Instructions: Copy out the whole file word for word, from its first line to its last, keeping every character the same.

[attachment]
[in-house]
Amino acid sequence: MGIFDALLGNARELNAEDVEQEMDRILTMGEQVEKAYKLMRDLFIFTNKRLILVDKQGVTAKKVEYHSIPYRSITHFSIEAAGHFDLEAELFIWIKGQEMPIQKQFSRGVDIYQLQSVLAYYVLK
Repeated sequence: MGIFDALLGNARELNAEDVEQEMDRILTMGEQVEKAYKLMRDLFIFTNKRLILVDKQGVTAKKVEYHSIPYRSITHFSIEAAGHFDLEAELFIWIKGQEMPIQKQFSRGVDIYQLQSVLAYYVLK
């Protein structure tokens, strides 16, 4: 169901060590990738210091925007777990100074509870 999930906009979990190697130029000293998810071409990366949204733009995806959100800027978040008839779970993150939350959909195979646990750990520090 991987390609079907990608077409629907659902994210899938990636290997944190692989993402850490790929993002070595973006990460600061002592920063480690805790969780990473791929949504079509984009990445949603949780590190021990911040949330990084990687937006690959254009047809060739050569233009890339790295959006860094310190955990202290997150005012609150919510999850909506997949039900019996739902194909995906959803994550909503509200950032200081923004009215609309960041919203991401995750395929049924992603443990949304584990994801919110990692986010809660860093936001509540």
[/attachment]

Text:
[in-house]
Amino acid sequence: MGIFDALLGNARELNAEDVEQEMDRILTMGEQVEKAYKLMRDLFIFTNKRLILVDKQGVTAKKVEYHSIPYRSITHFSIEAAGHFDLEAELFIWIKGQEMPIQKQFSRGVDIYQLQSVLAYYVLK
Repeated sequence: MGIFDALLGNARELNAEDVEQEMDRILTMGEQVEKAYKLMRDLFIFTNKRLILVDKQGVTAKKVEYHSIPYRSITHFSIEAAGHFDLEAELFIWIKGQEMPIQKQFSRGVDIYQLQSVLAYYVLK
């Protein structure tokens, strides 16, 4: 169901060590990738210091925007777990100074509870 999930906009979990190697130029000293998810071409990366949204733009995806959100800027978040008839779970993150939350959909195979646990750990520090 991987390609079907990608077409629907659902994210899938990636290997944190692989993402850490790929993002070595973006990460600061002592920063480690805790969780990473791929949504079509984009990445949603949780590190021990911040949330990084990687937006690959254009047809060739050569233009890339790295959006860094310190955990202290997150005012609150919510999850909506997949039900019996739902194909995906959803994550909503509200950032200081923004009215609309960041919203991401995750395929049924992603443990949304584990994801919110990692986010809660860093936001509540």